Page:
Nasopharyngeal cancer is also called nasopharyngeal carcinoma (NPC).
Causes of Nasopharyngeal Cancer
Scientists are not sure what exactly causes nasopharyngeal cancer. However, the cancer has been strongly linked to the Epstein-Barr virus (EBV).
Although EBV infection is common, not everyone who has EBV will get nasopharyngeal cancer. In the U.S., most people who have had an EBV infection never have long-term problems. That’s because the body’s immune system destroys the virus.
But sometimes, genetic material (DNA) from the virus mixes with the DNA in the cells of the nasopharynx. The change in DNA causes cells to grow and divide abnormally, causing cancer. This is rare.
The risk for NPC goes up if you eat a diet rich in salt-cured fish and meat. Tobacco and alcohol also increase the risk. Some scientists believe that chemicals in these things further damage the DNA in cells.
Who Gets Nasopharyngeal Cancer?
Fewer than one in every 100,000 people in North America gets this type of cancer, according to the American Cancer Society.
The cancer is most common in southeast China. It is also much more common in:
- Other parts of Asia
- North Africa
- Inuit populations of Alaska and Canada
- Chinese and Hmong immigrant groups in the U.S.
In the U.S., nasopharyngeal cancer has also been seen in African-Americans, Hispanics, and white people.
You are more likely to get this type of cancer if you:
- Are male
- Under age 55
- Eat a diet rich in salt-cured fish and meats
- Have a family history of nasopharyngeal cancer
- Have certain genes linked to cancer development
- Have come in contact with EBV
Some, but not all, studies have found a higher risk of nasopharyngeal cancer in people who:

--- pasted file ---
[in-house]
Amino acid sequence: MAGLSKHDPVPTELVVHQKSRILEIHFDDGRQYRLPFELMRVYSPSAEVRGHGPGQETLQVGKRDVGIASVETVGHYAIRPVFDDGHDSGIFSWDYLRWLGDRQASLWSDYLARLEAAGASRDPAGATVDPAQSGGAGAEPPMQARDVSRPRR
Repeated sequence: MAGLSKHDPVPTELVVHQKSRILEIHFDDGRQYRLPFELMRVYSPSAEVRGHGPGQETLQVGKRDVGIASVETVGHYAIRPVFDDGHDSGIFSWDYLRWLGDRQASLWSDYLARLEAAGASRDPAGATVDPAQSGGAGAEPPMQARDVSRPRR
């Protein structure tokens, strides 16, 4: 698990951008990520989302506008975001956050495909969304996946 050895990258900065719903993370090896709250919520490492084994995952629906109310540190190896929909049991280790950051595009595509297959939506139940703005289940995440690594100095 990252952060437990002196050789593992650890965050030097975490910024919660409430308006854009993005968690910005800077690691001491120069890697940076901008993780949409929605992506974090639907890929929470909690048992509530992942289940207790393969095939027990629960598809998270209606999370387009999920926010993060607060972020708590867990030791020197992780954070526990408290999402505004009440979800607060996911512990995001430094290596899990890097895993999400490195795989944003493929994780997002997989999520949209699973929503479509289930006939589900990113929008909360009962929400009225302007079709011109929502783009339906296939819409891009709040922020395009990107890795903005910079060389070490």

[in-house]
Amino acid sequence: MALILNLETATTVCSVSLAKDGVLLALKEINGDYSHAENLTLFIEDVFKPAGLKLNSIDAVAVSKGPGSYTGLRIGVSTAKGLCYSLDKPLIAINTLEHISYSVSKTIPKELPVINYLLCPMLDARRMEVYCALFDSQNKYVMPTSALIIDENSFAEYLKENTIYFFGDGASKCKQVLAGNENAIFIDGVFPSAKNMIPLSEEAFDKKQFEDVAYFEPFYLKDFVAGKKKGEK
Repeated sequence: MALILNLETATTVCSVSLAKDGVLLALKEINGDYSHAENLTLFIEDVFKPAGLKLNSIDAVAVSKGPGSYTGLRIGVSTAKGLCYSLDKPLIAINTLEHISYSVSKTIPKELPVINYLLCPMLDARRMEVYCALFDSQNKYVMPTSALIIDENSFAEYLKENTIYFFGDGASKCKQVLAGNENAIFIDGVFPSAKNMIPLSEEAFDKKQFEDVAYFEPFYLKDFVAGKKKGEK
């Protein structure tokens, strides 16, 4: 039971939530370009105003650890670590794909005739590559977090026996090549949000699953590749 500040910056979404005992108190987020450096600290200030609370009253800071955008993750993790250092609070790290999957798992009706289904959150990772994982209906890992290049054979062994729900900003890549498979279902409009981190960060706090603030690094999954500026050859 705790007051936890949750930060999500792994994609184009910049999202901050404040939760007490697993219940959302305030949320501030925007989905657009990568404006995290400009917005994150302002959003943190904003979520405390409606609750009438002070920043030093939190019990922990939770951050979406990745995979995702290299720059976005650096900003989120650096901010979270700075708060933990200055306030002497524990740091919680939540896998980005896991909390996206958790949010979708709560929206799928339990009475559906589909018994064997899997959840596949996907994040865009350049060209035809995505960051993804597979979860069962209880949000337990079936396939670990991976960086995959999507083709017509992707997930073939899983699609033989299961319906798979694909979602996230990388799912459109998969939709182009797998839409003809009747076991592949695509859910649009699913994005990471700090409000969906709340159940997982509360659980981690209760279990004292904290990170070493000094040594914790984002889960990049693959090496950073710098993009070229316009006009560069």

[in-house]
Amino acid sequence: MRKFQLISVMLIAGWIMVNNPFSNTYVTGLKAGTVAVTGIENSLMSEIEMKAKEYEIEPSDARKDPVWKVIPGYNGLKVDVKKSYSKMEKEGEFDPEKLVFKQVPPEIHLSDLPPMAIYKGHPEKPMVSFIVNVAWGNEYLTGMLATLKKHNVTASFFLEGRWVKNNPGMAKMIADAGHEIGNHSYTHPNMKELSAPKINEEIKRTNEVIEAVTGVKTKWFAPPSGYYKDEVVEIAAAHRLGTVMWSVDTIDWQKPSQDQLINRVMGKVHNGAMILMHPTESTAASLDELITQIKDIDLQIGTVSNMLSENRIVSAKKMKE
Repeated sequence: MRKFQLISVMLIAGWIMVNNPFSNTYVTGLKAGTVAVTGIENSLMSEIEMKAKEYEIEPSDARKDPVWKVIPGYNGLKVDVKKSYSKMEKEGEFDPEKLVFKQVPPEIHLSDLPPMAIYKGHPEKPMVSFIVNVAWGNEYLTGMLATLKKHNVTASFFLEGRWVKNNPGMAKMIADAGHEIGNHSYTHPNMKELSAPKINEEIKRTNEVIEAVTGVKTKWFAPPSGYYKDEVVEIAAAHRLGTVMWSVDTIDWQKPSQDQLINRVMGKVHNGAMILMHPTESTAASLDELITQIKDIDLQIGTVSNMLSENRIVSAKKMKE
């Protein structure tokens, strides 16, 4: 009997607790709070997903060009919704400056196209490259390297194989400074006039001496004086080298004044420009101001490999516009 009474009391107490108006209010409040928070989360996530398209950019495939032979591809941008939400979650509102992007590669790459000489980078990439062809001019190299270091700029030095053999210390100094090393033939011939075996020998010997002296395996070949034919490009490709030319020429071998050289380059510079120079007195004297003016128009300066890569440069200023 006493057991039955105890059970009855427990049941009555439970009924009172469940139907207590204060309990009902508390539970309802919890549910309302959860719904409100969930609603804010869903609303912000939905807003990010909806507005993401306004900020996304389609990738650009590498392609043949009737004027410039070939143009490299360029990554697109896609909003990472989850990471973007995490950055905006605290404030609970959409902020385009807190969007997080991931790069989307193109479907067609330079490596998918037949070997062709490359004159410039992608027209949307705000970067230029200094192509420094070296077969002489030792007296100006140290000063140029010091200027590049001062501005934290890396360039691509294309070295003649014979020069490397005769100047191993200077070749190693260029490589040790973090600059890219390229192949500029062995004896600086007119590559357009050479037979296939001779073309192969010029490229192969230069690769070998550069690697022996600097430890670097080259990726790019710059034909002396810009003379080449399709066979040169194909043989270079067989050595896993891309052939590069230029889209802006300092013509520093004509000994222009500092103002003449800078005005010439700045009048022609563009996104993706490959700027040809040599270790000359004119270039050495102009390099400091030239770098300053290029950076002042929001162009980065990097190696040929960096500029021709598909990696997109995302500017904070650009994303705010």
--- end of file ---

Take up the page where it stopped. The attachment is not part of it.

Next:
- Drink a lot of alcohol
- Work around wood dust or a chemical called formaldehyde
Nasopharyngeal Cancer Symptoms
Symptoms of nasopharyngeal cancer may include:
- Blurry or double vision
- Difficulty speaking, including hoarseness
- Ear infections that keep coming back
- Face pain or numbness
- Hearing loss, ringing in the ears, or a feeling of fullness in the ear
- Lump in neck or nose
- Stuffy nose
- Sore throat
Keep in mind, such symptoms are more likely to occur with many other diseases and health conditions that are far less serious than nasopharyngeal cancer.
Nasopharyngeal Cancer Treatment
If you are diagnosed with nasopharyngeal cancer, you will need regular follow-ups with your medical team before, during, and after treatment.
Your treatment will depend on many things, including:
- Location of the tumor
- Stage of the tumor
- Your overall health
Treatment may include:
Radiation Therapy . Radiation therapy uses X-rays to kill cancer cells and stop them from growing. It is usually part of the standard treatment for early stage nasopharyngeal cancer.
One type called IMRT delivers high-dose radiation directly to the tumor while minimizing damage to nearby healthy tissue. It may cause fewer side effects or complications than conventional radiation treatment to the nasopharynx, which can lead to:
- dry mouth
- inflammation of the lining of your mouth and throat
- brain stem injury
- death of healthy tissue
Surgery. Surgery can sometimes cure nasopharyngeal cancer if all of the tumor and cancer cells are removed. But the surgery can be difficult because of the tumor’s location near the skull. It may cause permanent damage to the eye and other nearby structures.
Not all people with nasopharyngeal cancer can have surgery. Your doctor will consider the location and stage of your tumor when discussing your treatment options.
Biologic drugs. Biologic drugs affect how your body’s immune system fights disease. They are also called monoclonal antibodies.
A biologic drug called bevacizumab (Avastin), blocks production of a substance called vascular endothelial growth factor (VEGF) . Sorafenib (Nexavar), and pazopanib (Votrient) are drugs that also block this protein. Studies show that patients with nasopharyngeal cancer who have lower levels of VEGF are more likely to remain disease-free after treatment. Bevacizumab is currently being evaluated to see if it will help improve your overall survival when combined with other treatments, such as chemotherapy. Other biologic drugs are also used. This includes the drug cetuximab (Erbitux), which targets a protein on the cancer cell’s surface. Other drugs that target this protein, including nimotuzumab and icotinib, have shown promising results in clinical trials.
Chemotherapy . Chemotherapy uses drugs to kill cancer cells. By itself, it is not usually helpful for treating nasopharyngeal cancer. But it may help you live longer when combined with radiotherapy or biological drugs.